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Feasibility of Multiple Piston Motion Control Approaches in a Free Piston Engine Generator
ISSN: 2641-9637, e-ISSN: 2641-9645
Published October 22, 2019 by SAE International in United States
Citation: Bade, M., Clark, N., Famouri, P., and Guggilapu, P., "Feasibility of Multiple Piston Motion Control Approaches in a Free Piston Engine Generator," SAE Int. J. Adv. & Curr. Prac. in Mobility 2(2):914-928, 2020, https://doi.org/10.4271/2019-01-2599.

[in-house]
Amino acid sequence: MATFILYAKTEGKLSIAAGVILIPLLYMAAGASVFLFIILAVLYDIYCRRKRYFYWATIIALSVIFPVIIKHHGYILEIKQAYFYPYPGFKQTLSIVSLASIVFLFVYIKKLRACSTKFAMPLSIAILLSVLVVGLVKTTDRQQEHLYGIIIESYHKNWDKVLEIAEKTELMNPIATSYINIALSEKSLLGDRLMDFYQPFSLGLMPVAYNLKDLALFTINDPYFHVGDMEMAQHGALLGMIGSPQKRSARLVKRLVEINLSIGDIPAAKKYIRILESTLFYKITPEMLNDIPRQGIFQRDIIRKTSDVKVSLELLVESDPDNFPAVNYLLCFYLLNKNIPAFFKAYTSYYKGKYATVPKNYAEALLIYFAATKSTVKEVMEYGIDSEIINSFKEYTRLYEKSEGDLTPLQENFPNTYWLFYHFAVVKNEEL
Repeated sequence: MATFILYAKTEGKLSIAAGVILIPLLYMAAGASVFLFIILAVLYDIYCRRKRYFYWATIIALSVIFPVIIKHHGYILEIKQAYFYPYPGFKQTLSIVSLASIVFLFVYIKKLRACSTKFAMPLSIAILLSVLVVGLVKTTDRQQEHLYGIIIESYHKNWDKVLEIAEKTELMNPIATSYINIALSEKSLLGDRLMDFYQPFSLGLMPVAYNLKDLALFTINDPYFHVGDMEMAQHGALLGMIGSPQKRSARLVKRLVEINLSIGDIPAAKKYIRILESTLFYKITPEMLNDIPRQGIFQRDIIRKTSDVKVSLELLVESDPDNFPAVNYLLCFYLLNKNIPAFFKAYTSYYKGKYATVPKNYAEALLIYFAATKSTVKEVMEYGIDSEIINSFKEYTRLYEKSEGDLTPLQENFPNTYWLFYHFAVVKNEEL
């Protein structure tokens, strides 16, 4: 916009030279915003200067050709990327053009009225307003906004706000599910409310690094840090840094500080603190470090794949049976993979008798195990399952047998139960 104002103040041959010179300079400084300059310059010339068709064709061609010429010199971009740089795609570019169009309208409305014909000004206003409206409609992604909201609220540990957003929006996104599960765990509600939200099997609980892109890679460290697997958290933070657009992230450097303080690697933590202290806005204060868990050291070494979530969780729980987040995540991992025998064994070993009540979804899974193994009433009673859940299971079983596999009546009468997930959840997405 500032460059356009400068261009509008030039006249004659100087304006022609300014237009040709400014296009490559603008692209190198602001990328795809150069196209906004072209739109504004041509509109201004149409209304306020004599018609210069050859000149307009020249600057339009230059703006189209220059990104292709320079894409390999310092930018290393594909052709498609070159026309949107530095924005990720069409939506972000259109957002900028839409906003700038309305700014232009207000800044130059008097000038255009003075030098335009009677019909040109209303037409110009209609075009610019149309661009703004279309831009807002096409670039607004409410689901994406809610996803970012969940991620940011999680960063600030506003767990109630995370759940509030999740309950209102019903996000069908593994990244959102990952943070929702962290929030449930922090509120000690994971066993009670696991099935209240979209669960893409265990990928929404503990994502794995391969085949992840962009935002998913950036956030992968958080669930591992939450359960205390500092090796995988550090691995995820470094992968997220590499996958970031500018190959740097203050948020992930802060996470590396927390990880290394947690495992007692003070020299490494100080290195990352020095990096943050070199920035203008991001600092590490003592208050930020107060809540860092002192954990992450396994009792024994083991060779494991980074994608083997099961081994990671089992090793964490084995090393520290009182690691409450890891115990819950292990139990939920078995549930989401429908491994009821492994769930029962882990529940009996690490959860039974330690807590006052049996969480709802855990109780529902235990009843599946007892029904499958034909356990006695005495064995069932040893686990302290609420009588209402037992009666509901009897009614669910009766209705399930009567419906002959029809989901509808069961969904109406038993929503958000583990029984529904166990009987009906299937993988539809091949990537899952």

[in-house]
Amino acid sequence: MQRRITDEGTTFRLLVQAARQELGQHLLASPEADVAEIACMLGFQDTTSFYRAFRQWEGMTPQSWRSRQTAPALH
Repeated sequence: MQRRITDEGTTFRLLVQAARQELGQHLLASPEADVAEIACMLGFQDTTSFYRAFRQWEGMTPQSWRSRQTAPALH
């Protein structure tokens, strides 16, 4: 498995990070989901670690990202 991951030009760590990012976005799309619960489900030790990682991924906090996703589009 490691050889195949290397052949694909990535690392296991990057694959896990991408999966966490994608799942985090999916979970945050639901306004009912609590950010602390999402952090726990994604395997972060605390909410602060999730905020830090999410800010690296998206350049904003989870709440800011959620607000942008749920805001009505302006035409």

The control and design optimization of a Free Piston Engine Generator (FPEG) has been found to be difficult as each independent variable changes the piston dynamics with respect to time. These dynamics, in turn, alter the generator and engine response to other governing variables. As a result, the FPEG system requires an energy balance control algorithm such that the cumulative energy delivered by the engine is equal to the cumulative energy taken by the generator for stable operation. The main objective of this control algorithm is to match the power generated by the engine to the power demanded by the generator. In a conventional crankshaft engine, this energy balance control is similar to the use of a governor and a flywheel to control the rotational speed. In general, if the generator consumes more energy in a cycle than the engine provides, the system moves towards a stall. If the generator consumes less energy, then the effective stroke, compression ratio and maximum translator velocity must rise steadily from cycle-to-cycle until the heat transfer losses stop the increase. Moreover, when stiff springs are added to the FPEG system, the dynamics becomes more sinusoidal and more consistent with increasing spring stiffness. To understand the behavior of proposed control and cycle-to-cycle variations, a comprehensive FPEG numerical model with a 1 kW target electric power was developed in MATLAB®/Simulink. An FPEG system corresponding to that numerical model has been operated in the laboratory. This MATLAB®/Simulink numerical model has been used to examine the sensitivity of FPEG dynamics and performance parameters to the changes in design and operating inputs. A difficulty during the modeling is associated with the cycle-to-cycle energy balance, and this difficulty is also reflected in the real-world FPEG control. Therefore, the authors have devised a control strategy similar to the real world intended control methodology. In this numerical model, two different feedback control methodologies were implemented and investigated. These control methodologies were applied to regulate the generator load with selected control or input variables, namely peak pressure, mid-stroke piston velocity, trapped compression ratio and dead center set points. The controllers with optimized coefficients demonstrated the feasibility of energy balance management during the transient operation. Based on the simulation results, the controllers with compression ratio, peak pressure and dead center clearance set points as control variables demonstrated stable FPEG operation whereas the mid-stroke velocity failed to achieve the steady-state operation due to deviation in the piston dynamics. The simulation results from this study will be used as the pathway for improving and optimizing the experimental FPEG design.